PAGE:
Our next step is to start routinely using calScreener for the screening process of selecting suitable bacteriophages for phage therapy for multidrug-resistant bacteria. The characteristics of the device are perfect for observing the detailed dynamics between the bacterial hosts and their viral parasites, giving us valuable information on which phages should be selected for further trials in the development process.”
Antibiotic-resistant bacteria are a growing concern, and with good reason—an estimated 23,000 deaths and two million illnesses occur annually in the U.S.1 Major contributing factors are overuse, lack of regulation and scarcity of novel antibiotics.
Antimicrobial susceptibility testing of microorganisms is performed by either disc diffusion or broth dilution tests. In clinical use, the tests are often still performed manually although automated systems exist. Most systems, however, are based on turbidometric methods which have well-known drawbacks.
In this study we evaluated isothermal micro calorimetry (IMC) for the determination of minimal inhibitory concentrations (MICs) of 12 antibiotics for five micro-organisms. Here we present the data for the 12 antibiotics and two representative microorganisms E. coli (a Gram-) and S. aureus (a Gram+). IMC was able to determine the MICs correctly according to CLSI values. Since MICs require 24 hours, time was not reduced. However, IMC provided new additional data – a continuous record of heat-producing bacterial activity (e.g. growth) in calorimetry ampoules at subinhibitory antibiotic concentrations. Key features of the heatflow (P) and aggregate heat (Q) vs. time curves were identified (t delay and Delta Q/Delta t respectively). Antibiotics with similar modes of action proved to have similar effects on t delay and/or Delta Q/Delta t.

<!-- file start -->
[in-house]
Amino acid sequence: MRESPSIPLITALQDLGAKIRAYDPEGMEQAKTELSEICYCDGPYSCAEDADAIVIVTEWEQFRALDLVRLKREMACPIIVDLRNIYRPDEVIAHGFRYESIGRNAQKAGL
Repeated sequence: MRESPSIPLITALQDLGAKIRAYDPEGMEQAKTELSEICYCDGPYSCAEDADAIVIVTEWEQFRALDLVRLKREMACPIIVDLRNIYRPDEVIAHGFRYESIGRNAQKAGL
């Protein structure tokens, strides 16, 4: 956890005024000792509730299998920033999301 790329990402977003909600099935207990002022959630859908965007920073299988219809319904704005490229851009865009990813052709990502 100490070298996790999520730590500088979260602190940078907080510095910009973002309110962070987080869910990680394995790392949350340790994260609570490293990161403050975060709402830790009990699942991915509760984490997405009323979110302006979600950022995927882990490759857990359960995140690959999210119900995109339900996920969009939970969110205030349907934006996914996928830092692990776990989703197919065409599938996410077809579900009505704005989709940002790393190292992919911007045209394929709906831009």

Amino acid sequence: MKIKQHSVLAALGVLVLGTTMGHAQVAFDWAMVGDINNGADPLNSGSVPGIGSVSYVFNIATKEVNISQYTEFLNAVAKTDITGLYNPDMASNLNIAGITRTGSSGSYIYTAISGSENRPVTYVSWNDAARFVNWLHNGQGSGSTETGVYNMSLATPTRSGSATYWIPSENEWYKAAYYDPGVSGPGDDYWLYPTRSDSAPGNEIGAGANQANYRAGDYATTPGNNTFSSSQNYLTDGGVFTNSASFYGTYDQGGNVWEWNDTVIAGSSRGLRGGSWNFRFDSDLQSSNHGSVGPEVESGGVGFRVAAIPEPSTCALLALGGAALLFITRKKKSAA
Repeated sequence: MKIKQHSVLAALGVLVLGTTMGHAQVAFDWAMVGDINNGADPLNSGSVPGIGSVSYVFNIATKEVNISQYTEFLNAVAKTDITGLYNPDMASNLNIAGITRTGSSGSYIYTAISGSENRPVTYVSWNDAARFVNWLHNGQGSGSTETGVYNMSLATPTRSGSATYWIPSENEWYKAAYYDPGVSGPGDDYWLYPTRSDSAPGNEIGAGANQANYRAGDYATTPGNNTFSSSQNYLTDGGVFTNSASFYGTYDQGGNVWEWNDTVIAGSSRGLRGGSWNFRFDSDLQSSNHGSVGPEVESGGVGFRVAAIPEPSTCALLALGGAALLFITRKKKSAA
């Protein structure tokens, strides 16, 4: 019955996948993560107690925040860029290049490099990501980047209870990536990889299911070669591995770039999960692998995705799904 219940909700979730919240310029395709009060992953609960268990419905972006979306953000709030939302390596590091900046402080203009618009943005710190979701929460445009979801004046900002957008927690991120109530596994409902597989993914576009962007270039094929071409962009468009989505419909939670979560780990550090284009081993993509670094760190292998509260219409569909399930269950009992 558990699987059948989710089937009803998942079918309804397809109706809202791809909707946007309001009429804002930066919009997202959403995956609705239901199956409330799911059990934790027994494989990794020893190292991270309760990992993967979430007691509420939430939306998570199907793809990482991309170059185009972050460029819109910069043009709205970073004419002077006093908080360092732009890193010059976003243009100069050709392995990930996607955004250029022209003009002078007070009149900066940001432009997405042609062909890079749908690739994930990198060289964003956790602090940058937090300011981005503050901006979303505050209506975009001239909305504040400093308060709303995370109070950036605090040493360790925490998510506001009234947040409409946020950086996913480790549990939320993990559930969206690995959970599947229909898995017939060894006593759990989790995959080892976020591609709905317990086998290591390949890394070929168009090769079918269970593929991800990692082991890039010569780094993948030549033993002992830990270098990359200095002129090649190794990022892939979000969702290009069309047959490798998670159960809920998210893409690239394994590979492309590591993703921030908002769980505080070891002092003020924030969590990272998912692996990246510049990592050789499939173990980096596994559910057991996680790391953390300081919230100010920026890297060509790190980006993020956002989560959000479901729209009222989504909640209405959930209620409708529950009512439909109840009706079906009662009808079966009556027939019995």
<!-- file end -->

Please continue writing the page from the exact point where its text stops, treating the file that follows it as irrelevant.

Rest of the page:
IMC can be a powerful tool for determining the effects of antibiotics on microorganisms in vitro. It easily provides accurate MICs – plus a potential means for analyzing and comparing the modes of action of antibiotics at subinhibitory concentrations. Also IMC is completely passive, so after evaluation, ampoule contents (media, bacteria, etc.) can be analyzed by any other method desired.
Mycobacterium tuberculosis is a global public health concern, particularly with the emergence of drug-resistant strains. Immediate identification of drug-resistant strains is crucial to administering appropriate treatment before the bacteria are allowed to spread. However, developing countries, which are most affected by drug resistance, are struggling to combat the disease without the facilities or funds for expensive diagnostics. Recent studies have emphasized the suitability of isothermal microcalorimetry (IMC) for the rapid detection of mycobacteria. In this study, we investigate its suitability for rapid and reliable M. tuberculosis drug susceptibility testing. Specifically, IMC was used to determine the MICs of three drugs, namely, isoniazid, ethambutol, and moxifloxacin, against three mycobacteria, namely, Mycobacterium smegmatis, Mycobacterium avium, and Mycobacterium tuberculosis. The Richards growth model was used to calculate growth parameters, namely, the maximum bacterial growth rate and the lag phase duration from integrated heat flow-versus-time results. For example, MICs of isoniazid, ethambutol, and moxifloxacin were determined to be 1.00, 8.00, and 0.25 μg/ml, respectively. IMC, as described here, could be used not just in industrialized countries but also in developing countries because inexpensive and sensitive microcalorimeters are now available.